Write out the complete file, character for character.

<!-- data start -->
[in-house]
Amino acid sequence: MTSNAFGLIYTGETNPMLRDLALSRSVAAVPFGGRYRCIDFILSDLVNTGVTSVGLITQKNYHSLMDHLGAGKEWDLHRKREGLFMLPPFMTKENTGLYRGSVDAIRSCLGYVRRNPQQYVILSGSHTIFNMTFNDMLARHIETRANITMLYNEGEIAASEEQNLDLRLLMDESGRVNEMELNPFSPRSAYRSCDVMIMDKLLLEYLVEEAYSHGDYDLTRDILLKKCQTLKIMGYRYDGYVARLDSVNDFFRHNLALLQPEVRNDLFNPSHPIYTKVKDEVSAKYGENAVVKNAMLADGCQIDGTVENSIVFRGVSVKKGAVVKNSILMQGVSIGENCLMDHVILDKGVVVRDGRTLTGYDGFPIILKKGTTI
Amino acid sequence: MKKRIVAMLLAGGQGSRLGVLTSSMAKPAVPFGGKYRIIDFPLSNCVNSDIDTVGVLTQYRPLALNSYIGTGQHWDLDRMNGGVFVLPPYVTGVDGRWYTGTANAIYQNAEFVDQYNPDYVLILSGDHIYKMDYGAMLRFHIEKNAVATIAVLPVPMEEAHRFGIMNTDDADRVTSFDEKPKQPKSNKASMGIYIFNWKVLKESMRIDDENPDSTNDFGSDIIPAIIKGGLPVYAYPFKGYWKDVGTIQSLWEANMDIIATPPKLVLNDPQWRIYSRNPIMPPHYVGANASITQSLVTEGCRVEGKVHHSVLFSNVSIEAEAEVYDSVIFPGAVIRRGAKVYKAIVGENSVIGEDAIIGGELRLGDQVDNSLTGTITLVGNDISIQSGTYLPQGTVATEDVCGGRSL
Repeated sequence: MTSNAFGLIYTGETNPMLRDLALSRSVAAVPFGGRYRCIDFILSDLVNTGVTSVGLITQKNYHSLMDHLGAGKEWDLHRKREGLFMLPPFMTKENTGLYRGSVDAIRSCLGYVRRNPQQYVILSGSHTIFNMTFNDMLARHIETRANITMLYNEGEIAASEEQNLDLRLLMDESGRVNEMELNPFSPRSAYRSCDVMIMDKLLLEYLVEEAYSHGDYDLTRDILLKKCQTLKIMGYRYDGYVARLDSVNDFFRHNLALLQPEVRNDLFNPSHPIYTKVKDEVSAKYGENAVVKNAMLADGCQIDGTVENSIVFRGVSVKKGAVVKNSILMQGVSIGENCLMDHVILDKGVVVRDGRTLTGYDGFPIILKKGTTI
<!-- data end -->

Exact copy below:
[in-house]
Amino acid sequence: MTSNAFGLIYTGETNPMLRDLALSRSVAAVPFGGRYRCIDFILSDLVNTGVTSVGLITQKNYHSLMDHLGAGKEWDLHRKREGLFMLPPFMTKENTGLYRGSVDAIRSCLGYVRRNPQQYVILSGSHTIFNMTFNDMLARHIETRANITMLYNEGEIAASEEQNLDLRLLMDESGRVNEMELNPFSPRSAYRSCDVMIMDKLLLEYLVEEAYSHGDYDLTRDILLKKCQTLKIMGYRYDGYVARLDSVNDFFRHNLALLQPEVRNDLFNPSHPIYTKVKDEVSAKYGENAVVKNAMLADGCQIDGTVENSIVFRGVSVKKGAVVKNSILMQGVSIGENCLMDHVILDKGVVVRDGRTLTGYDGFPIILKKGTTI
Amino acid sequence: MKKRIVAMLLAGGQGSRLGVLTSSMAKPAVPFGGKYRIIDFPLSNCVNSDIDTVGVLTQYRPLALNSYIGTGQHWDLDRMNGGVFVLPPYVTGVDGRWYTGTANAIYQNAEFVDQYNPDYVLILSGDHIYKMDYGAMLRFHIEKNAVATIAVLPVPMEEAHRFGIMNTDDADRVTSFDEKPKQPKSNKASMGIYIFNWKVLKESMRIDDENPDSTNDFGSDIIPAIIKGGLPVYAYPFKGYWKDVGTIQSLWEANMDIIATPPKLVLNDPQWRIYSRNPIMPPHYVGANASITQSLVTEGCRVEGKVHHSVLFSNVSIEAEAEVYDSVIFPGAVIRRGAKVYKAIVGENSVIGEDAIIGGELRLGDQVDNSLTGTITLVGNDISIQSGTYLPQGTVATEDVCGGRSL
Repeated sequence: MTSNAFGLIYTGETNPMLRDLALSRSVAAVPFGGRYRCIDFILSDLVNTGVTSVGLITQKNYHSLMDHLGAGKEWDLHRKREGLFMLPPFMTKENTGLYRGSVDAIRSCLGYVRRNPQQYVILSGSHTIFNMTFNDMLARHIETRANITMLYNEGEIAASEEQNLDLRLLMDESGRVNEMELNPFSPRSAYRSCDVMIMDKLLLEYLVEEAYSHGDYDLTRDILLKKCQTLKIMGYRYDGYVARLDSVNDFFRHNLALLQPEVRNDLFNPSHPIYTKVKDEVSAKYGENAVVKNAMLADGCQIDGTVENSIVFRGVSVKKGAVVKNSILMQGVSIGENCLMDHVILDKGVVVRDGRTLTGYDGFPIILKKGTTI